Like sex and sexuality in Victorian times, they live in fear of saying something wrong and must suppress their feelings which they are not allowed to have and keep their “unacceptable” opinions quiet lest they be subjected to an internet-shame-pile-on. Look at the number of young people, mostly girls, who have committed suicide in the past 10 years because of social media destroying their ability to have any social connection with their peers. It is hard at any age. We have so much stress when people are being forced out of their jobs by rumour and innuendo or angry overreaction. (e.g. the guy who was caught on camera kicking a dog and lost everything in his life as a result: his job, his girlfriend, his house, his friends.)

  35. @viking

    Your comment made me wonder if looking into what diseases that placebos are known to be effective for would be a useful starting point. It’s a slightly contentious approach, because placebos are somehow held to be ‘not proper medicine’ by many even when the effect is widely, although rather uncomfortably, accepted.

    Anyway, I did just that and found a National Geographic article and book written by someone who grew up in a Christian Science family – “Suggestible You” by Erik Vance.

    The NG puff piece on the book (they publish it) mentioned two facts that I found fascinating. One was that Irritable Bowel Syndrome is one of the diseases that does respond well to placebos. I know people with this and not only does it cause real suffering there seems to be no effective treatment of any kind. ‘Change your diet’ is the usual advice.

    The other was the throw away remark that he’d seen a member of his family Christian Science congregation grow back an amputated toe!

    So now I’ve got to read the book. Or at least grab it and put it on the pile.

  36. JMG – “the fact that you can move your hand where you want it to go should have disproved the claim of a rigid separation between mind and body centuries ago” Yes, indeed!

    But also, the fact that you cannot move anyone ELSE’s hand with your mind, should have also signalled the limitation of powers centuries ago, too. Incidentally, as torturers have found, now and again, to their chagrin, you also cannot move anyone ELSE’s mind with your hand.

    I keep thinking about the human being as a bridge between planes that are not, in themselves continuous. My mind can influence my body and my spirit, my spirit can influence my body and my mind, and my body can influence my mind and my spirit, there is a continuous flow from one plane to another, inasmuch as it happens where each plane intersects with the node of experience that is “me”. And yet, while sitting next to another person in a material room, we may be so widely separated from one another on any or all of the other planes, that we may not be able to meet anywhere but in the material. Rapport may be a case of “finding” closer proximity to each other in more than one plane.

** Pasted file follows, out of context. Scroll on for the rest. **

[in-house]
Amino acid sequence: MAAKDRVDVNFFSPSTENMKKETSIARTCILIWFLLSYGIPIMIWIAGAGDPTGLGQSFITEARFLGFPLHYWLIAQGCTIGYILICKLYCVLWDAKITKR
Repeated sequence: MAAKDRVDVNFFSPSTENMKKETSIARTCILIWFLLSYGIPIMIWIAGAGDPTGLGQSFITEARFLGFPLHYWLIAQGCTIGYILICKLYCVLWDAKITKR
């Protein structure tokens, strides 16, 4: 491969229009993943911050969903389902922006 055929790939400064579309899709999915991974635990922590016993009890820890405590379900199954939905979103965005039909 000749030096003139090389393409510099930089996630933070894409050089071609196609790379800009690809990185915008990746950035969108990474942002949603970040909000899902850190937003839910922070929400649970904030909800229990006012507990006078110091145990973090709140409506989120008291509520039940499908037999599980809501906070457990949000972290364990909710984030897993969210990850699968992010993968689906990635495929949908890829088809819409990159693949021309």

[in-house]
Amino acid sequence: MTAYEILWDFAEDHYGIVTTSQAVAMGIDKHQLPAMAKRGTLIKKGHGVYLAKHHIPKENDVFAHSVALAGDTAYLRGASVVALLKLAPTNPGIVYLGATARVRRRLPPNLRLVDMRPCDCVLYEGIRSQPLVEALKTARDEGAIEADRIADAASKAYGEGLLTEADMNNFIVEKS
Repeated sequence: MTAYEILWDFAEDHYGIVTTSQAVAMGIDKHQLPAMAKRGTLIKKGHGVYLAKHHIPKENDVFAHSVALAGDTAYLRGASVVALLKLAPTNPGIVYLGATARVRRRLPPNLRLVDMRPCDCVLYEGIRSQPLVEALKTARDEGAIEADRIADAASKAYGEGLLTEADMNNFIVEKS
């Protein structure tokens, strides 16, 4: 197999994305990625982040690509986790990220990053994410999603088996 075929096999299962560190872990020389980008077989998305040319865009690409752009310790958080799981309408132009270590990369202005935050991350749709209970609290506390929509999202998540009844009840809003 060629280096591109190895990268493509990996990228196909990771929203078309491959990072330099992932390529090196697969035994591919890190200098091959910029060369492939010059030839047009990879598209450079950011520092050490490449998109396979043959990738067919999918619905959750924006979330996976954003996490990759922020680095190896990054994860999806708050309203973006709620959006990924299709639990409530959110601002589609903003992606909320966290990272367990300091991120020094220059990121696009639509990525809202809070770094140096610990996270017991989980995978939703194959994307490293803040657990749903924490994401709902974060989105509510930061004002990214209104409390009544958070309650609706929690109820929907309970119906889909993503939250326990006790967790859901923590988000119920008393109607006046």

37. Minervaphilos, it sound like Pamuk straddled Turkey’s social divide in an unusual way. Do you have links to some in-depth sources on his views of the Ottomans, Attaturk, and Islam?

    Where would you say the real Turkish left stands on the same three subjects? I could guess but I’m trying not to jump to conclusions. 🙂

  38. @JMG

    This is an incredible history lesson. The way Eddy built off of Quimby’s work and then attempted to scrub his name from her own, and Hopkins attempt to cleave the western portion of Christian Science off to minister herself is very instructive in terms of human nature and power. Thank you for writing this stream of interconnected characters in such an refreshing and advanced way. These (free) articles give me a sense of the scope that History is actually able to teach when separated from single character descriptions, canned stories, and without the heavy political agency that colors everything so terribly at the moment.
    As I previously mentioned, my research into Obeah ended in finding that the connections I was looking for were not documented. However, the research took me in a direction that opened some very important currents in old relationships. To make a story short – I was given access to a form of Trinidadian cooking that was part of a household I spent many days in that went through some suffering in past. I was enthusiastically taught a recipe for Trinidadian curry chicken after making contact with the remaining elder member of the household, and I was urged to reintroduce the alchemy to the remaining members of said family. I think one more practice run with the recipe and then I will hold a dinner where I will pass the recipe on to the appropriate people. Considering this piece of ‘real’ history in your article I wonder if perhaps this is how ‘real’ social work actually works lol.

  39. Thanks for another fascinating installment, and thanks for your kind reply to my enquiry about spiritual discernment the other week. This week I will take this essay as inspiration to think more about what powers I can recognize in my mind and where their limits may be, as I creep along my pathway of spiritual practice.

    What people can’t bear and also can’t talk about — I think one candidate is what American Buddhist Joanna Macy seems to find in her teaching of ‘The Work that Reconnects’. As with everything it doesn’t work for everyone, maybe it’s related to temperament, but she finds that at least some people are deeply in touch at a nearly unconscious level with their pain for the state of the world and all that is wrong with the way we are living. This can be a sense of being in touch at an emotional level with the pain in the larger system from all the things that are broken about the way we live, extinctions, waste, poisons, industrial scale devastation, exploitation. She has found that giving people an opportunity to feel their pain for the world and witness others also getting in touch with this pain seems to give at least some people ease from a kind of psychological pressure and find a renewed sense of hope in that larger connection with each other and the rest of the world — that we are not as isolated as we fear, in fact we are deeply connected to the rest of life and instead of ignoring this, we can draw on this deep connection for strength in our efforts to make change for the better.